Karen Horneffer-Ginter
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God and Details

At one point, I really appreciated the quote, "God is in the details." I liked its encouragement to offer care and attention to the small tasks of everyday life, and to see the sacred in what can all too easily be discounted as secular and mundane.

Last year, however, I found myself squinting in disbelief when I came across these words again. "What a minute," I thought, with a sense of betrayal, "If God is in the details, then why does it seem like all the details of life are keeping me from God!"

I could feel myself looking upward with my remark, offering a challenge to the puffy clouds spotting the sky, and I felt quite serious in my accusation. Time and time again, I've experienced how the piling up of phone messages and email messages and dirty clothes and dishes and bills and errands and other random tasks associated with home and work and community involvements reach the point where they start to drive me nuts.

I'm not sure if there's a certain tipping point where the relationship between God and details shifts. With 5 details, maybe even 25, God is there. But after 26, and certainly 98, especially when they all co-exist in the same day, forget it-- at that point, they only become an obstacle to experiencing any sort of sacredness.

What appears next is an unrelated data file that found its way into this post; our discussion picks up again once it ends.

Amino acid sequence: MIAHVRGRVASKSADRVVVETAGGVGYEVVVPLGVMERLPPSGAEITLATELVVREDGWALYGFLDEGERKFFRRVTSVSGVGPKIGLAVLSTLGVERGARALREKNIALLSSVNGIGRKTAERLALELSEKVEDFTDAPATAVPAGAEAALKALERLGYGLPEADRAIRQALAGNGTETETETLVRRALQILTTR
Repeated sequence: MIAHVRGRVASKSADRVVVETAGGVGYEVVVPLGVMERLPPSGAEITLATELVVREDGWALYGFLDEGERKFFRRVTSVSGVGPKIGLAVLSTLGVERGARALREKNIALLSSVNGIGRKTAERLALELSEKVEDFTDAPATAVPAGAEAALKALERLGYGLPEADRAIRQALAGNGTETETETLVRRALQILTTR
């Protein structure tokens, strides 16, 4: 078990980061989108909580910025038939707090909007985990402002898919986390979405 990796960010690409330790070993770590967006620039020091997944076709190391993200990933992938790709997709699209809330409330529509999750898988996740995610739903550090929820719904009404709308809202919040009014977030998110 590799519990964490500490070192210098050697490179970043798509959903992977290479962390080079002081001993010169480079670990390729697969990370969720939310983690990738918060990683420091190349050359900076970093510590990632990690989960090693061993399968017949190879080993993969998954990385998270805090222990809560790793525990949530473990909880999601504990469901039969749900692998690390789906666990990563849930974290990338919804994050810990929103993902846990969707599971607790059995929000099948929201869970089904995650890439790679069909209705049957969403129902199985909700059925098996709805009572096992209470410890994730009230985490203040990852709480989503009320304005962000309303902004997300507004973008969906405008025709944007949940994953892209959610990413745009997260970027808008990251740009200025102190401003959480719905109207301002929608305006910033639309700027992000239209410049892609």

I've often wished that writing about this predicament would make it simpler to manage-- or would, somehow, make it go away. I'm sure it does help in some ways. It's made me more aware of the choices I want to make, and has encouraged me to be bolder in setting limits and being more conscious in how I approach the day. For better or for worse, I think it also highlights the discrepancy between the "God" and "God-less moments," causing me to ache for the former when they're not there, and feeling less tolerance for the latter in knowing that it doesn't have to be that way.

When I think of what allows for God to be in the details, with whatever meaning that phrase might hold for each of us, it seems to involve moving at a pace we can keep up with, and having some space to pause and breathe fully throughout the day. These ingredients allow us to be present in what we're doing, and when we're present, sacredness can also be present.

Maybe the most we can do is take good field notes about our experiences, and try to notice: "When does it become too much?" "When do I need to simplify" "When does the volume of things, even good things, cancel out what's gained from their presence?"

I always love hearing people's insights and wisdom about this issue. What have you learned about what's true for you?

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Nov. 1, 2012:  Why We Stink at Taking Breaks
Sep. 1, 2012:  Meditating with Dinosaurs: Really?
Aug. 1, 2012:  Inspecting Our Busyness
Jul. 2, 2012:  The Breaks We Miss
Jun. 4, 2012:  God and Details
May. 1, 2012:  Stop! Please?
Apr. 1, 2012:  50 Ways to Take a Break

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